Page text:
The chairman, who hasn’t been an especially outspoken advocate for preserving the Paris deal, said he doubts Trump has had much time to weigh arguments for staying in or getting out of the Paris deal, the first in which developed and developing nations alike agreed to act on rising greenhouse gas emissions linked to increasing temperatures.
“They’ve got a lot of fish to fry right now,” Corker said, alluding to what many view as a rocky start for Trump’s first four weeks in office, from slow progress in getting his Cabinet confirmed to this week’s resignation of National Security Adviser Michael Flynn and the withdrawal of labor secretary nominee Andrew Puzder.
The top Democrat on the Foreign Relations panel, Sen. Ben Cardin (D-Md.), said there’s reason “to be somewhat hopeful” that Tillerson’s interactions with other foreign ministers this week will be only the start of international pressure to keep the U.S. in the Paris deal. But he told Bloomberg BNA it’s still unclear whether the new administration even has an international climate policy.
“The concern I think many of us have is that we don’t have an articulated policy from the Trump administration” on climate change, Cardin said. “Now Mr. Tillerson obviously will have to carry out whatever the policy is. But we’re not exactly sure how Mr. Trump makes his policies,” Cardin said.
“And climate change is not without some controversy, as you may have heard,” the Democrat said.
Cardin and many Senate Democrats argue that U.S. withdrawal from the deal would signal that the world’s second-largest emitter is walking way from helping to solve an issue already impacting some of the poorest developing nations. Withdrawal, they argue, also would upset delicate international relationships needed to pursue common interests on other issues, such as national security and combating terrorism.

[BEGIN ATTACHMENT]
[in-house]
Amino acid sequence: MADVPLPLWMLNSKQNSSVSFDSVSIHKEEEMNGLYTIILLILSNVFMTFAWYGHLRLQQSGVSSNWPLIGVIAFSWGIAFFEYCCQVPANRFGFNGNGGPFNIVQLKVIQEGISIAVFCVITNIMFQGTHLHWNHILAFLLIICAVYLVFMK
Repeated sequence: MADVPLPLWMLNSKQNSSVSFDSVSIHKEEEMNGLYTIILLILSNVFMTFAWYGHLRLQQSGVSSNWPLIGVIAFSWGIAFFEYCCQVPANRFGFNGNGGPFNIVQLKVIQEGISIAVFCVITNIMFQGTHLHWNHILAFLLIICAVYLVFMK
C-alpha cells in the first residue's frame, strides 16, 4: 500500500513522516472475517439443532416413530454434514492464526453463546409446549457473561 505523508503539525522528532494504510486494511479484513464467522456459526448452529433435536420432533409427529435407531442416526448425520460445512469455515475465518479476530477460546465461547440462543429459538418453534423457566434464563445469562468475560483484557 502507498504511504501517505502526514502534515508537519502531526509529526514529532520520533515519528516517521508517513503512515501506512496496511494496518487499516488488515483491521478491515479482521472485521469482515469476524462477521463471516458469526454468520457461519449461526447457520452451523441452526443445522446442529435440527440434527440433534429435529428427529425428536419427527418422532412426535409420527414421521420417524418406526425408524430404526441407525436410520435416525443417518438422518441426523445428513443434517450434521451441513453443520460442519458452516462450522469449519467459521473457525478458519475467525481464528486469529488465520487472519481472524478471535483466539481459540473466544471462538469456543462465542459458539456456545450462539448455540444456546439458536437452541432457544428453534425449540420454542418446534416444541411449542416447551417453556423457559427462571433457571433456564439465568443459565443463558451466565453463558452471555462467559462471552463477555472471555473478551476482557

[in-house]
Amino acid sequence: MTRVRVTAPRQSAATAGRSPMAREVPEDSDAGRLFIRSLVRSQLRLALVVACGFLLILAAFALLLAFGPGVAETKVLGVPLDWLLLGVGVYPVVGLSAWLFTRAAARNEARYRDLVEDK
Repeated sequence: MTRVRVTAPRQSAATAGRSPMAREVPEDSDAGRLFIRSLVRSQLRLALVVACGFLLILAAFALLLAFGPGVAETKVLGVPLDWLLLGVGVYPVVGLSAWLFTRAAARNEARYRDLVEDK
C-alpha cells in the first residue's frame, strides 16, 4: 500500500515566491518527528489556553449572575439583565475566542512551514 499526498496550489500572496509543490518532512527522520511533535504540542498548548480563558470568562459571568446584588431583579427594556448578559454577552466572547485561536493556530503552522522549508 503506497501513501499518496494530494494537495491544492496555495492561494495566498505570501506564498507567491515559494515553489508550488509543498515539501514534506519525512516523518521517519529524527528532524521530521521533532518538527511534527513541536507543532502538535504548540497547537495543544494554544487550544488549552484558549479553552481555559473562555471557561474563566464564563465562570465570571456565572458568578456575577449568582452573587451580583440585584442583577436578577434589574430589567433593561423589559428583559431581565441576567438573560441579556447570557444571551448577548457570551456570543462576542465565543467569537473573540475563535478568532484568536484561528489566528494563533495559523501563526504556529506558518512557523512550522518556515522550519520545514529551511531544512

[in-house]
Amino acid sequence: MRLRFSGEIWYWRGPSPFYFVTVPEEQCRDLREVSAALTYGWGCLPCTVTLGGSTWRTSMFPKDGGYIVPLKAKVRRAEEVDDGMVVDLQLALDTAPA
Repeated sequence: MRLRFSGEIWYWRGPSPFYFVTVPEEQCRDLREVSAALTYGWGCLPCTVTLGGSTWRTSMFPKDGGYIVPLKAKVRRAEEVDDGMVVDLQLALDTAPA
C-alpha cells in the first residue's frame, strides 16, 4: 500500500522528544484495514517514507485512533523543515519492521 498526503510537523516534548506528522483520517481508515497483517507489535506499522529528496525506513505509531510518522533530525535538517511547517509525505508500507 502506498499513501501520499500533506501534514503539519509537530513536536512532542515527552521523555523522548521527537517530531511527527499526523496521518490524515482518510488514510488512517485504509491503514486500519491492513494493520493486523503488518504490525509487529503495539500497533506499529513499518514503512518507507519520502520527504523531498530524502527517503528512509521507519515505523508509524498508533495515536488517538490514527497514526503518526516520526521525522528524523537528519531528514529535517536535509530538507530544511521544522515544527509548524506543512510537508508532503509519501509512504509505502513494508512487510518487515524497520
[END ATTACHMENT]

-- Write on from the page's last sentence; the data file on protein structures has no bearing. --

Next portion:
Corker, the Foreign Relations panel chairman, continues to maintain the best argument for keeping the U.S. in the climate deal is that it doesn’t really require the U.S. to do all that much, either to cut its greenhouse emissions or combat climate change. “There’s no obligation that the United States has relative to the Paris Agreement anyway,” Corker said.
But Corker also pointed to comments from several now-confirmed Trump appointees, including Tillerson and Nikki Haley, the former South Carolina governor and now Trump’s U.S. representative to the United Nations. Both have called for keeping the U.S. at the table in climate negotiations.
The suggestion from those nominees “is it might be important to [the administration] to have a seat at the table” at the UN negotiations to implement the Paris pact, Corker said.
In a departure from the Kyoto Protocol, which set binding targets for cutting greenhouse gas emissions but only covered developed nations, the Paris deal was agreed to by developed and developing nations alike. But it is anchored in pledges voluntarily put forth by countries to address climate change.
The climate deal, which entered into force in November 2016, does include some binding elements, including transparency requirements to ensure countries accurately report their emissions and verify whether they are making progress on their pledged actions. But most of the obligations under the Paris Agreement don’t begin until 2020.
To contact the reporter on this story: Dean Scott in Washington D.C., at DScott@bna.com
To contact the editor responsible for this story: Larry Pearl at firstname.lastname@example.org
Copyright © 2017 The Bureau of National Affairs, Inc. All Rights Reserved.